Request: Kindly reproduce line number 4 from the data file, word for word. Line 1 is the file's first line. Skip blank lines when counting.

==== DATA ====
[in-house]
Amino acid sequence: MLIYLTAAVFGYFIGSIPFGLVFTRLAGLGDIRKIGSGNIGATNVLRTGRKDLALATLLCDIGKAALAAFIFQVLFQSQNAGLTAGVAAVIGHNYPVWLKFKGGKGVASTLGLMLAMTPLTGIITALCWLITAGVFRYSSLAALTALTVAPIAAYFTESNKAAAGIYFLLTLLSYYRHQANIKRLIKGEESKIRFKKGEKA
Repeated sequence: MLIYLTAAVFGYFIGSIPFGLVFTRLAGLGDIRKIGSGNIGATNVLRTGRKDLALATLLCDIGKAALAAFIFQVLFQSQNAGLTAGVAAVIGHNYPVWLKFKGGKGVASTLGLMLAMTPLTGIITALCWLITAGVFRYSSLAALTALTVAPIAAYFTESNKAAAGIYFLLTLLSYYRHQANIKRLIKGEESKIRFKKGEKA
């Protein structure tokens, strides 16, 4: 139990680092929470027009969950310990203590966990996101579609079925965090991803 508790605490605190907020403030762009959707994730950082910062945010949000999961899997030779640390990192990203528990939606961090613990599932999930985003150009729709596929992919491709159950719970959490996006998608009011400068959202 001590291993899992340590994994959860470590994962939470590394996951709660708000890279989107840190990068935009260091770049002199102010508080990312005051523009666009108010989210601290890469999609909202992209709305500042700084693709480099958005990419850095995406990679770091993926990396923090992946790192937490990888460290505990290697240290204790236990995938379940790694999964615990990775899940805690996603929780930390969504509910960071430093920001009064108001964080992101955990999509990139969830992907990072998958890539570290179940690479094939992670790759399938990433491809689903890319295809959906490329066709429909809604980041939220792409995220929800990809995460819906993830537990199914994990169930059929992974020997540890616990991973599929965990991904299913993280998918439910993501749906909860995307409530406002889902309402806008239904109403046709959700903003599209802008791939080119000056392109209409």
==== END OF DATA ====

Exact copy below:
């Protein structure tokens, strides 16, 4: 139990680092929470027009969950310990203590966990996101579609079925965090991803 508790605490605190907020403030762009959707994730950082910062945010949000999961899997030779640390990192990203528990939606961090613990599932999930985003150009729709596929992919491709159950719970959490996006998608009011400068959202 001590291993899992340590994994959860470590994962939470590394996951709660708000890279989107840190990068935009260091770049002199102010508080990312005051523009666009108010989210601290890469999609909202992209709305500042700084693709480099958005990419850095995406990679770091993926990396923090992946790192937490990888460290505990290697240290204790236990995938379940790694999964615990990775899940805690996603929780930390969504509910960071430093920001009064108001964080992101955990999509990139969830992907990072998958890539570290179940690479094939992670790759399938990433491809689903890319295809959906490329066709429909809604980041939220792409995220929800990809995460819906993830537990199914994990169930059929992974020997540890616990991973599929965990991904299913993280998918439910993501749906909860995307409530406002889902309402806008239904109403046709959700903003599209802008791939080119000056392109209409």